Exhibit A is the pile of books (some from the local library, some from my personal library) that will be resources for the paper I'm writing on the Vicksburg Campaign of 1862-1863.
Exhibit B is the pile of readings that will be resources for the paper I'm writing on the threat to national security posed by cyberwarfare (incidentally, can someone please figure out whether it's "cyberwarfare" or "cyber warfare" or "cyber-warfare"?!?).
Take a second and consider the differences between the two images.
Did your immediate response sound something like, "Gosh, it seems like there are an awful lot of books in the first picture compared to the puny pile of mostly hand-scribbled notes in the second picture!" Yeah, I said pretty much the same thing when I actually looked at everything piled up on my desk. Such is the difficulty in writing on a topic of current interest that lacks authoritative research vs. a topic that has entire library shelves devoted to a single battle.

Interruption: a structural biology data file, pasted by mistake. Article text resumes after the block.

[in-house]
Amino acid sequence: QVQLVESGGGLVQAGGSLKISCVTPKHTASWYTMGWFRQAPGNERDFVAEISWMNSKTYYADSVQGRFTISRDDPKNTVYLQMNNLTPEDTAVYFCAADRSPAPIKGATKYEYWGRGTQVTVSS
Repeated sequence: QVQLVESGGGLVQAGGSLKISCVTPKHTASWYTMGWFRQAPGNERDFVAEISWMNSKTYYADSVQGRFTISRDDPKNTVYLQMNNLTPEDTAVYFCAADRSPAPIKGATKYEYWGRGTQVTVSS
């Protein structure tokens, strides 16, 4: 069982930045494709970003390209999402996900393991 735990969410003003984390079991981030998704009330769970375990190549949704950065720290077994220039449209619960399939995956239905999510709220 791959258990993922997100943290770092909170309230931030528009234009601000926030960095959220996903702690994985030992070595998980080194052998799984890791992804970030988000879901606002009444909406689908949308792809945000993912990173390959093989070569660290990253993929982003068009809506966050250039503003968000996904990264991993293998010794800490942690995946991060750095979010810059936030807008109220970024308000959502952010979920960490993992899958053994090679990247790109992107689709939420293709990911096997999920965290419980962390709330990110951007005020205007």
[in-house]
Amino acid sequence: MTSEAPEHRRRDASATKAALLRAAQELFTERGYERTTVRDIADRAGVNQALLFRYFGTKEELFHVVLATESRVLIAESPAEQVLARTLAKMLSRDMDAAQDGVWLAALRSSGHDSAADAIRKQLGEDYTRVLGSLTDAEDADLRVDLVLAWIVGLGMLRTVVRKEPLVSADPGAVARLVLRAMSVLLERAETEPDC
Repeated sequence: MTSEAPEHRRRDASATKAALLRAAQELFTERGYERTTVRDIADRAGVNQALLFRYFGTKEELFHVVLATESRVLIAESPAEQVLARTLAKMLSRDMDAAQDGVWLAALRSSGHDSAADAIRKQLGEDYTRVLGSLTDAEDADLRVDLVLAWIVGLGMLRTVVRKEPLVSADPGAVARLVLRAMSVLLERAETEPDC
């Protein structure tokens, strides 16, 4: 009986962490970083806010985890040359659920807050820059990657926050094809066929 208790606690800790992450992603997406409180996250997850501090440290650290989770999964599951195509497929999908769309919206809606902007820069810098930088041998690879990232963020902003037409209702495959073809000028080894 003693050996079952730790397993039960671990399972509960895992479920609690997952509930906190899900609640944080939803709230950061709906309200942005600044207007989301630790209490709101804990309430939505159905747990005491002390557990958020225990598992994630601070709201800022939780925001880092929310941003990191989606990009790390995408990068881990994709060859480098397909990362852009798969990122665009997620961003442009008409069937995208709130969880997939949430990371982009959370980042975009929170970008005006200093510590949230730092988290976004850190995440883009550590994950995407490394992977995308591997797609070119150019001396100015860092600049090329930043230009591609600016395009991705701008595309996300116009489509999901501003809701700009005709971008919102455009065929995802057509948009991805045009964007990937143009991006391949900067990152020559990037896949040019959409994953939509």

Just for fun, here's a picture of my handwritten notes for my paper on cyberwarfare (and no, I can't figure out why Blogger isn't allowing me to rotate the image):
Can someone please tell me why I keep choosing to study a topic that no one else seems interested in writing authoritatively about? It's becoming increasingly difficult to recycle my own material and still make it seem fresh. Seriously, when I have to run out to the bookstore to grab the one copy available of a book that was just published last week so that I can have an actual book in my bibliography, what does that say?
I'm starting to seriously reconsider my area of focus. Maybe I should just get my M.A. in military history instead of cybersecurity policy?
I need a pep talk, stat!!